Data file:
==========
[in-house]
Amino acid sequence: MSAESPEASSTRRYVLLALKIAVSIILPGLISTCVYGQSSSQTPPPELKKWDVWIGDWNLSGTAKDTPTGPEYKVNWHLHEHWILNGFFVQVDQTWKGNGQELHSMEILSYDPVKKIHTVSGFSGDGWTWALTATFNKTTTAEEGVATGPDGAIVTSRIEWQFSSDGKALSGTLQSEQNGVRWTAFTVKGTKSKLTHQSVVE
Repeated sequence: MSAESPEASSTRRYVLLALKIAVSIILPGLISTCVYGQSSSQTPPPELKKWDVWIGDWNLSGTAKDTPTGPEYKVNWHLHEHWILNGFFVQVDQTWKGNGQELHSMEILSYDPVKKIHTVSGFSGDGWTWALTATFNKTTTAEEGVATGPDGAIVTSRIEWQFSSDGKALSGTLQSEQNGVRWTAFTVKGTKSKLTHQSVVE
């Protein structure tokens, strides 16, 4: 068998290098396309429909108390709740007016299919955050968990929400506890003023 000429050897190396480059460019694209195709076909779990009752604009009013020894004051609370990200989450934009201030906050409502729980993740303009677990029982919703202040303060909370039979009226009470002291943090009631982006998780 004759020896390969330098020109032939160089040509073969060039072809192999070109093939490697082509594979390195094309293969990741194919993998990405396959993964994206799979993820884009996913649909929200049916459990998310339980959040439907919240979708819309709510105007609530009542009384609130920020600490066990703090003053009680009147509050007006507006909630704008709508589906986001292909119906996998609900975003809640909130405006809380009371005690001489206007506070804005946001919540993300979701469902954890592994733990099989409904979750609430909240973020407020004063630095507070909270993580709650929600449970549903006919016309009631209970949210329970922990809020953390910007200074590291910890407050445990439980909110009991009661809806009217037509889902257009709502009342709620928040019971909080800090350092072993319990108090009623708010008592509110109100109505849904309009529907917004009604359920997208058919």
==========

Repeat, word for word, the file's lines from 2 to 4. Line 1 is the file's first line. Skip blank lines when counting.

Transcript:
Amino acid sequence: MSAESPEASSTRRYVLLALKIAVSIILPGLISTCVYGQSSSQTPPPELKKWDVWIGDWNLSGTAKDTPTGPEYKVNWHLHEHWILNGFFVQVDQTWKGNGQELHSMEILSYDPVKKIHTVSGFSGDGWTWALTATFNKTTTAEEGVATGPDGAIVTSRIEWQFSSDGKALSGTLQSEQNGVRWTAFTVKGTKSKLTHQSVVE
Repeated sequence: MSAESPEASSTRRYVLLALKIAVSIILPGLISTCVYGQSSSQTPPPELKKWDVWIGDWNLSGTAKDTPTGPEYKVNWHLHEHWILNGFFVQVDQTWKGNGQELHSMEILSYDPVKKIHTVSGFSGDGWTWALTATFNKTTTAEEGVATGPDGAIVTSRIEWQFSSDGKALSGTLQSEQNGVRWTAFTVKGTKSKLTHQSVVE
């Protein structure tokens, strides 16, 4: 068998290098396309429909108390709740007016299919955050968990929400506890003023 000429050897190396480059460019694209195709076909779990009752604009009013020894004051609370990200989450934009201030906050409502729980993740303009677990029982919703202040303060909370039979009226009470002291943090009631982006998780 004759020896390969330098020109032939160089040509073969060039072809192999070109093939490697082509594979390195094309293969990741194919993998990405396959993964994206799979993820884009996913649909929200049916459990998310339980959040439907919240979708819309709510105007609530009542009384609130920020600490066990703090003053009680009147509050007006507006909630704008709508589906986001292909119906996998609900975003809640909130405006809380009371005690001489206007506070804005946001919540993300979701469902954890592994733990099989409904979750609430909240973020407020004063630095507070909270993580709650929600449970549903006919016309009631209970949210329970922990809020953390910007200074590291910890407050445990439980909110009991009661809806009217037509889902257009709502009342709620928040019971909080800090350092072993319990108090009623708010008592509110109100109505849904309009529907917004009604359920997208058919």